Now that you have commited to converting a pattern from one weight of yarn to another (and if you have not done that yet, read here to make sure you are ready), here are some math tips on how to match your gauge swatch to the pattern’s gauge.
You have not made a gauge swatch yet? Stop what you are doing, and knit a gauge swatch on the yarn you want to use. Launder it how you would launder the final piece, block it, and then measure it. Without this step, you are going to make a garment or item that will not fit.
To convert a pattern, you may need to use algebra if the conversion isn’t incredibly simple. In order to know how many stitches you will need to make your piece the same size as the gauge in the pattern, you divide the number of stitches in your four-inch gauge swatch by the number of stitches in the pattern’s four-inch gauge swatch. Use this number to multiply throughout the pattern, like this:
Pattern gauge: 16 stitches and 18 rows in a four-inch square.
Your gauge: 20 inches and 23 rows in a four-inch square.
Divide 20 by 16, and you get 1.25. Multiply every stitch count by 1.25 throughout the pattern. If you end up with an uneven number and the end of it is .5 or more (say, 16.65), then round up to the next number of stitches (17 in this case). If your number ends in .01 to .49 (like 16.27), then just use the whole number (in this case, 16).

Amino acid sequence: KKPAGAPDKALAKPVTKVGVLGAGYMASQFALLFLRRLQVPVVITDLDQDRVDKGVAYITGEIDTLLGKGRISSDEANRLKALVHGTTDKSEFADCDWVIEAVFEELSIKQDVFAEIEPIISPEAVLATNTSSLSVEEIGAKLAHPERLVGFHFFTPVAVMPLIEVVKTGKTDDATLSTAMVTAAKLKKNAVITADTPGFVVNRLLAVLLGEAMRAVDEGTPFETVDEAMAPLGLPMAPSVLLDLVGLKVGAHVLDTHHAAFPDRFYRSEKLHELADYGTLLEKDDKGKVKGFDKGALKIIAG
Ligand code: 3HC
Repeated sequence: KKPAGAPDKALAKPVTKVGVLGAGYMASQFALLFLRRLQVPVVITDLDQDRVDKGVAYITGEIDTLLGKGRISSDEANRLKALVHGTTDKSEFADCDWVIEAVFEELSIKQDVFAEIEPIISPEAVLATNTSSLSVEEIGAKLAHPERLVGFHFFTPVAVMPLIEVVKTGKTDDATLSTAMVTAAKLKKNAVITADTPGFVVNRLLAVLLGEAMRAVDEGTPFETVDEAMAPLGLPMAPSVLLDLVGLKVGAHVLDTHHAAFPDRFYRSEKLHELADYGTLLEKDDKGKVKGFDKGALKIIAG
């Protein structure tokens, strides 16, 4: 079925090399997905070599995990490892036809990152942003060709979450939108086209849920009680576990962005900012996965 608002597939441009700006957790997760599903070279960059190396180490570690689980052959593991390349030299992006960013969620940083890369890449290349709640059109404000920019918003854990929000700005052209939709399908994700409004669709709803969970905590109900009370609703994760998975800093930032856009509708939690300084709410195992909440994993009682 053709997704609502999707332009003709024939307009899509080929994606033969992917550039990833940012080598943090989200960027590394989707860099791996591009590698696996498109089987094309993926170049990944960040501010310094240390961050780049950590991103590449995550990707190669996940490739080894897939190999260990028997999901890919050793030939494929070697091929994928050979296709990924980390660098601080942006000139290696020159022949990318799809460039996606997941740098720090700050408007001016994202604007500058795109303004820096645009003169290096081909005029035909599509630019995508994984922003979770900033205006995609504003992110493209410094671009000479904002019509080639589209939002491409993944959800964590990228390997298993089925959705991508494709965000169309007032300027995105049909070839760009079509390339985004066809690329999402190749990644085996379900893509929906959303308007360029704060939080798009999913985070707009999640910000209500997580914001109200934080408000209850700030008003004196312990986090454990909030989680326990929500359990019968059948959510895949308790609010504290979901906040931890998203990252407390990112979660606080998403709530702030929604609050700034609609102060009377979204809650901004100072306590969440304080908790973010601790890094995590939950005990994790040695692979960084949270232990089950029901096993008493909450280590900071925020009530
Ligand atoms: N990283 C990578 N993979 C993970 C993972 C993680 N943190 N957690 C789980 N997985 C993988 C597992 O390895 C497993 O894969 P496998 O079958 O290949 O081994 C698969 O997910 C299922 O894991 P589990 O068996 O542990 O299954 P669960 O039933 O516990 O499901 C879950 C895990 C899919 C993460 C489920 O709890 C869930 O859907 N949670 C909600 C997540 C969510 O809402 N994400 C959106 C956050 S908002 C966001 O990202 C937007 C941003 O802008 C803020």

If you want to make sure you are doing your math correctly (or, like most of the world, make sure your smart-phone or mobile device is doing the math correctly), keep in mind that if you are using a thinner yarn than the original pattern, you should be casting on more stitches. If your yarn is thicker than the original pattern, you should be casting on fewer stitches.
Incidentally, the same concept is true for stitch patterns. If you are making something with an intricate knit-and-purl pattern, and you are going from a heavier yarn to a lighter yarn, then your pattern will appear smaller. You will also repeat the pattern more often if you are going to a thinner yarn.
After figuring out the new number of stitches for the pattern, do the same thing for the number of rows. For the example above, divide 23 by 18 to get your multiplier for the number of rows, and then use a pencil to change the number of rows you will need when you use your yarn throughout the pattern.
This math lesson will get you through any project without shaping that requires counting, so you will be able to make fingerless mitts, scarves, bags, blankets, and boxy tops using this math. Next week, we will get into the most complicated math of all, which is the math used for shaping sleeves and other rounded pieces.
If you have any trouble with the math portion, there are plenty of resources on the internet including a lesson on cross-multiplying to figure out your stitch count. You can also use this conversion website if math is not your thing, and it even gives you a sneak peek into next week’s lesson. Either way, just remember that using a different yarn is almost always a possibility; you just have to be willing to put the work into making sure the item will be the size you want.